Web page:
The definition of the verb, to partner, is to work together, to connect, to affiliate, to share. For a business type relationship, partnering means sharing… the profits, the losses, the management, the control.  Before you even consider what type of business partnership you think might be the most effective for your business, remember the words of John D. Rockefeller.  “A friendship founded on business is a good deal better than a business founded on friendship.”

The inherent benefits of partnerships center around the word “sharing”…sharing the financial investment necessary to start the business and sharing the responsibilities required by the business to make it successful.  Here are some Pros and Cons of forming a partnership for a real estate investment business.


  1.  Having one, two or more partners means having more financial resources for the business. Sole proprietorships for startup and ongoing improvement/expansion efforts are more difficult and slower to qualify for bank financing.  And the more people as partners, the less financial risks for partners.
  2. Having a partner(s) broadens the skill sets, expertise levels and networking resources available to the business.  No one person knows every single aspect of real estate investing. You’ll need to cover aspects such as finding and evaluating available properties and their respective potentials, marketing expertise, construction and renovation know-how and management, sales and negotiations, etc. If you choose your partners strategically, you’ll be more able to cover each others’ weaknesses operationally. It also gives each partner the time to actually “work” their respective connections and networks.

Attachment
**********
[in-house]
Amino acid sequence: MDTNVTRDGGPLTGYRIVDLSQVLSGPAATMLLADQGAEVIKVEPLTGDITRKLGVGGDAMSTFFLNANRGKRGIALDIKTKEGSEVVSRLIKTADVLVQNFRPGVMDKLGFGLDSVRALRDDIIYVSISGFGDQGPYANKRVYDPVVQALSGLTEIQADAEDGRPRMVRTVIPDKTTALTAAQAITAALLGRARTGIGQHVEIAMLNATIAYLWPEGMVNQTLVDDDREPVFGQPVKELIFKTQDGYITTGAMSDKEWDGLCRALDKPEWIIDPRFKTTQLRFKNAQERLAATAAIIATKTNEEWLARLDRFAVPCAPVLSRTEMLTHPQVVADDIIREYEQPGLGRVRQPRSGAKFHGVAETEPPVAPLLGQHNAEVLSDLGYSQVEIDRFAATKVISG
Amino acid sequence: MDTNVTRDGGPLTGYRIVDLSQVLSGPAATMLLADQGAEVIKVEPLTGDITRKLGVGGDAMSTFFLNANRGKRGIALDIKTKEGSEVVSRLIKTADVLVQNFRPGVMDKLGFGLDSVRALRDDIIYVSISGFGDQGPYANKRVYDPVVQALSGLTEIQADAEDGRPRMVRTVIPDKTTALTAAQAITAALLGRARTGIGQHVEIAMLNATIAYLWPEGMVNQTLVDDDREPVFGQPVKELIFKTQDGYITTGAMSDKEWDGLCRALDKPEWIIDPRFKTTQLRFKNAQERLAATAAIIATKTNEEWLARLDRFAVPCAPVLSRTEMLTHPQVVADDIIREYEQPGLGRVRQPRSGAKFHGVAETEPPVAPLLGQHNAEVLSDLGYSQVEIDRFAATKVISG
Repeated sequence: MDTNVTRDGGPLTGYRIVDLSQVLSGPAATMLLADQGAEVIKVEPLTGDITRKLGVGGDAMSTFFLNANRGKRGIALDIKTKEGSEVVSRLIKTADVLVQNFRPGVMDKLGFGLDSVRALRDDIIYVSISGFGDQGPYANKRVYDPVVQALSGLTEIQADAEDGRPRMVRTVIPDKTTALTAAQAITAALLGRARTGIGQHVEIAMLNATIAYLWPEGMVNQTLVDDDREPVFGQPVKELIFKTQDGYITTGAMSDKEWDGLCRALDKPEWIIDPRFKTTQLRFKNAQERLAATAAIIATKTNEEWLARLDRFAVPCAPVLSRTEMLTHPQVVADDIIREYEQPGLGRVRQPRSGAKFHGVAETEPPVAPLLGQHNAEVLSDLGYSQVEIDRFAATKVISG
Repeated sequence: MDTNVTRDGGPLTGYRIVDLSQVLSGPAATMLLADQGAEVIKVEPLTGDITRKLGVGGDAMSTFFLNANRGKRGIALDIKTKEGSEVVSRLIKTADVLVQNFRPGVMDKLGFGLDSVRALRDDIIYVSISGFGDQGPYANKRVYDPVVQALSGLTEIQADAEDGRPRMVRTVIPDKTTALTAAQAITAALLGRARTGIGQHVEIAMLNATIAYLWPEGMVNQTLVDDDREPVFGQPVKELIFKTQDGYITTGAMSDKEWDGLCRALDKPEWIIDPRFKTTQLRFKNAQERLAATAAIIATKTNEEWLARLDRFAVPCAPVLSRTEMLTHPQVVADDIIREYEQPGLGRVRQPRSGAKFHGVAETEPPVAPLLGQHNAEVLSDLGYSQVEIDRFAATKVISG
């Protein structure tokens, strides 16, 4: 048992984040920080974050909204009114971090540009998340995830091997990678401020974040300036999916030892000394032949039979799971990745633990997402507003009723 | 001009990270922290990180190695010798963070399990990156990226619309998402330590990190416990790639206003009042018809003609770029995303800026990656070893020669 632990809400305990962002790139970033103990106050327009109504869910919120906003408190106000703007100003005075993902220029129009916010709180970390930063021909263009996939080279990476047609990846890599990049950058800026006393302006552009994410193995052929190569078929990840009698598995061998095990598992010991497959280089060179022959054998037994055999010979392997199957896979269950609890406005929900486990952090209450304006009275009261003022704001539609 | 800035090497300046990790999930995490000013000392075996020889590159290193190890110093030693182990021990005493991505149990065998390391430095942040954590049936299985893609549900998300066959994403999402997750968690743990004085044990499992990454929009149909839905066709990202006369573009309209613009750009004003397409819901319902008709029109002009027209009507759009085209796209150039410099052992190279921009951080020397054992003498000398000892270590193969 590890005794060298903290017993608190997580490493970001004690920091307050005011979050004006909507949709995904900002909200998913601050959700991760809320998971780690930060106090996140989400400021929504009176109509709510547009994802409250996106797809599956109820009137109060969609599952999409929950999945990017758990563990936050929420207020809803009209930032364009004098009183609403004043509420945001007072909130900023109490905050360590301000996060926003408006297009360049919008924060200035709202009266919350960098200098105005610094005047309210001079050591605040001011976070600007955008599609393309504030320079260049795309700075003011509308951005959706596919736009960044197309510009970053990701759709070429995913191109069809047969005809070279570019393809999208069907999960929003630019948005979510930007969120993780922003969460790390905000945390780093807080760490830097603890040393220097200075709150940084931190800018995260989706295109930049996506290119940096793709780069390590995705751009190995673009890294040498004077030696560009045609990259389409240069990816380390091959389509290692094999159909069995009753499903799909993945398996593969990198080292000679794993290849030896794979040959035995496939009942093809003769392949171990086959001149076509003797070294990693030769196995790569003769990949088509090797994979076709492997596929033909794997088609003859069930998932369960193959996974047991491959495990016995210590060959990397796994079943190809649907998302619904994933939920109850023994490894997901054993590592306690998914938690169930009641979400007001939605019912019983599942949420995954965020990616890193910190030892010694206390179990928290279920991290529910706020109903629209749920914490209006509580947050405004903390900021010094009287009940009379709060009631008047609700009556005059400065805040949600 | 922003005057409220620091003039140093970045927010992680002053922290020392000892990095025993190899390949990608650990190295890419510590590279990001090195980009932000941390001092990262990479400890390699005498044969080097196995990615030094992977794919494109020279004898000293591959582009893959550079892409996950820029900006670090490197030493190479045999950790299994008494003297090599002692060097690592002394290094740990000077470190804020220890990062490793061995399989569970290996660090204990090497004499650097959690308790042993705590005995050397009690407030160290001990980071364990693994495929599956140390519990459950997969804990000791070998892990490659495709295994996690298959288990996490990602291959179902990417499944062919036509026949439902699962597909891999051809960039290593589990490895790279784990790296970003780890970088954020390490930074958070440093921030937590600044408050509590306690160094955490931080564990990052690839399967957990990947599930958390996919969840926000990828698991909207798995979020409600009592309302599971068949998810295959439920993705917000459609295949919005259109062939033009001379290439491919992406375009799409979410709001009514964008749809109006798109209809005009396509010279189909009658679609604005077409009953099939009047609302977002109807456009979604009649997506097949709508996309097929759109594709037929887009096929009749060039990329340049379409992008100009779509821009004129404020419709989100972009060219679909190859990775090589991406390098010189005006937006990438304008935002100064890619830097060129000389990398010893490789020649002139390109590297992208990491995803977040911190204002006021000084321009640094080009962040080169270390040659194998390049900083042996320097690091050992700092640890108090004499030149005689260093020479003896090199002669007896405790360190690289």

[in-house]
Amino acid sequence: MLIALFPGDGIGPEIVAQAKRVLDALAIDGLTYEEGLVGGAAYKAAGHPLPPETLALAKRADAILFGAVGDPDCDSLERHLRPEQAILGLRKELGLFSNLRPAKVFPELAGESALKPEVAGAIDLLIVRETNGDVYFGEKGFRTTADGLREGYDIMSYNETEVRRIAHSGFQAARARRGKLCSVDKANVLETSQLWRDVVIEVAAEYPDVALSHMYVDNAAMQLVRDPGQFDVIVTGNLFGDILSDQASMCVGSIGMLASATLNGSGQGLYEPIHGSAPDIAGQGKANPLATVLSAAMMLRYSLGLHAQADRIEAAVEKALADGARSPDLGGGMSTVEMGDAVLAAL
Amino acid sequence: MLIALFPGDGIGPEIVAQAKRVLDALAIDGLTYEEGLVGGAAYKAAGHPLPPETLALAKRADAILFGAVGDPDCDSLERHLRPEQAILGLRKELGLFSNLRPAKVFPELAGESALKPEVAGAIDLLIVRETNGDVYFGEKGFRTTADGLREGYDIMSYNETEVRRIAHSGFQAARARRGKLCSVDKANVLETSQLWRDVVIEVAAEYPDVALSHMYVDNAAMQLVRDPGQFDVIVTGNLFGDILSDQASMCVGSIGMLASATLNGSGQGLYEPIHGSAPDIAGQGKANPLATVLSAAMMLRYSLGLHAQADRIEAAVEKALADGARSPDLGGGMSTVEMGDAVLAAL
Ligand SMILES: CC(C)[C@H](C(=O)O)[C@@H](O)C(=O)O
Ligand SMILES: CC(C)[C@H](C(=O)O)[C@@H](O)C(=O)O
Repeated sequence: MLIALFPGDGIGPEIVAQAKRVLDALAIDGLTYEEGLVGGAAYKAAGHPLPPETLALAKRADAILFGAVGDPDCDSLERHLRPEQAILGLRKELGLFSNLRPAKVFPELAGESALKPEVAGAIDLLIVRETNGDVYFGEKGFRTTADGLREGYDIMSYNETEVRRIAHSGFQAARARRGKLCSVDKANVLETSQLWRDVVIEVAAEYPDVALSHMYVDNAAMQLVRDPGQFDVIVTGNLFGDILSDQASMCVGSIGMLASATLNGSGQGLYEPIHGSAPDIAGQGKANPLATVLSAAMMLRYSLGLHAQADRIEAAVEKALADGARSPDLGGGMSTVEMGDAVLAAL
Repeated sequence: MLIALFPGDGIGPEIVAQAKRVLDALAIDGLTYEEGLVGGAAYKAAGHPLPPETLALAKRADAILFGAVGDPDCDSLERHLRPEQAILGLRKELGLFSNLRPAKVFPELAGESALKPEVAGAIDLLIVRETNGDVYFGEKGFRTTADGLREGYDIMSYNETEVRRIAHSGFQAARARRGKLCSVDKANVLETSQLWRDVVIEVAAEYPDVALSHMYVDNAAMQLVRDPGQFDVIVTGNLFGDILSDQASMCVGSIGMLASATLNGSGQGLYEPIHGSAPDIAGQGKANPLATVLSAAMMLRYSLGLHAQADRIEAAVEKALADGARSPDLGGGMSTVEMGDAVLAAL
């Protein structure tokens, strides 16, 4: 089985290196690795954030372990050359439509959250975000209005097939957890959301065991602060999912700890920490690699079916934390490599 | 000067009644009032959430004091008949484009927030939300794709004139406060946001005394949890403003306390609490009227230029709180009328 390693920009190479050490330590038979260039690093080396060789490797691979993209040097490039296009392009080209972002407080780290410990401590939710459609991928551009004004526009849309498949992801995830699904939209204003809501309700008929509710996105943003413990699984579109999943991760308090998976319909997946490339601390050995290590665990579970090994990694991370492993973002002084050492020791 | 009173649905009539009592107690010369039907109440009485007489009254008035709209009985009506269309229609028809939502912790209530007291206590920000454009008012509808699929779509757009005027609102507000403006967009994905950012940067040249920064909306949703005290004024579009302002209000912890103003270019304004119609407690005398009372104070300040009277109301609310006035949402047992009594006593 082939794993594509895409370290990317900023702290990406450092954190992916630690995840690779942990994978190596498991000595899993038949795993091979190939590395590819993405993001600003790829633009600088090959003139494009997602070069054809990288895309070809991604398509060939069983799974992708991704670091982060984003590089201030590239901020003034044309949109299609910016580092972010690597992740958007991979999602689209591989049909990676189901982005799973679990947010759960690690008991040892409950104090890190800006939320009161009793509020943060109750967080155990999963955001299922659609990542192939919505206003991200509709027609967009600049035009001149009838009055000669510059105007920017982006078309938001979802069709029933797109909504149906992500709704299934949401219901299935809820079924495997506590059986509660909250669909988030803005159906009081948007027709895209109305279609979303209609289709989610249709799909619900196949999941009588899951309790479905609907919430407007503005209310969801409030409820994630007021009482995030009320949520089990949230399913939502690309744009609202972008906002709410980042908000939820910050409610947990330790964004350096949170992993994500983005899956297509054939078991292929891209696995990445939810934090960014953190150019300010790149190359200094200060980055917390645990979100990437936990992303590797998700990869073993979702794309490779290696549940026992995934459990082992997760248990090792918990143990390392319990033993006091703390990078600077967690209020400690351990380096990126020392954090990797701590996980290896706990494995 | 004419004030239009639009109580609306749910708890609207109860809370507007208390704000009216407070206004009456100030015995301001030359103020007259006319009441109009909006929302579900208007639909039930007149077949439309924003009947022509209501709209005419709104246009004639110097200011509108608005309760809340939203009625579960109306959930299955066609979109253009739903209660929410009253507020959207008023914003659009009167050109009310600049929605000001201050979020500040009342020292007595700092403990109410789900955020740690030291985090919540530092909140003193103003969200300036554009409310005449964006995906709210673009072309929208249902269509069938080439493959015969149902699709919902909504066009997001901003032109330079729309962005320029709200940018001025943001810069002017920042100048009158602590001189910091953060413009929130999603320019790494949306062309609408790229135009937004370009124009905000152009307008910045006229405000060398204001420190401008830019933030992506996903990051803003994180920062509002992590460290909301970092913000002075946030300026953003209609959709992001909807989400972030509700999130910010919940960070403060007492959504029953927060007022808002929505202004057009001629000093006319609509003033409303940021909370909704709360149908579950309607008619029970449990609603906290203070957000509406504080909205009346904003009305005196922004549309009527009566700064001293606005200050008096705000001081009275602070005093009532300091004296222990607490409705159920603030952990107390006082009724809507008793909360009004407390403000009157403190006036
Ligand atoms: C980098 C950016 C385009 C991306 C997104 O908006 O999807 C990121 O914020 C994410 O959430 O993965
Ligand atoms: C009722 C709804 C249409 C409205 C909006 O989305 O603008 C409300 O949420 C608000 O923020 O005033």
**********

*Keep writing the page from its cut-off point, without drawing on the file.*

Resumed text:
3. Having two or more sets of eyes is better than one in terms of spotting a potential mistake.  What seems like an “automatic” real estate investment opportunity to one set of eyes may seem like a disaster to another.  More rather than fewer sets of eyes also increases accountability; fewer things fall between the cracks if one person goes on leave, gets sick, or decides he/she wants out of the business.



  1.  Partners have to share…the profits as well as the losses, the responsibilities as well as tasks necessary to make things happen, the goals as well as the control. If “sharing” is not in someone’s vocabulary and/or behavior, that person ought not to join together in a partnership.
  2. Personality incompatibility can be a huge problem in partnerships.  One person could be a control freak and not know it; one person could be all talk and no action; one person could lack patience and simply explode and/or sabotage the business at any time.
  3. The lack and/or failure of both short and long term planning can put businesses in precarious circumstances and catch businesses flat footed.

We can’t say this last one enough…we all forget things and “hear” things differently so put your partnership agreement in writing and make sure all the partners sign it. Hire an attorney to craft your partnership agreement to ensure that all aspects of your partnership are legal, in compliance with all licensing requirements, and well defined in terms of partnership structure (general or limited partnership), goals, division of  tasks, reimbursement payouts, secession plans, etc.



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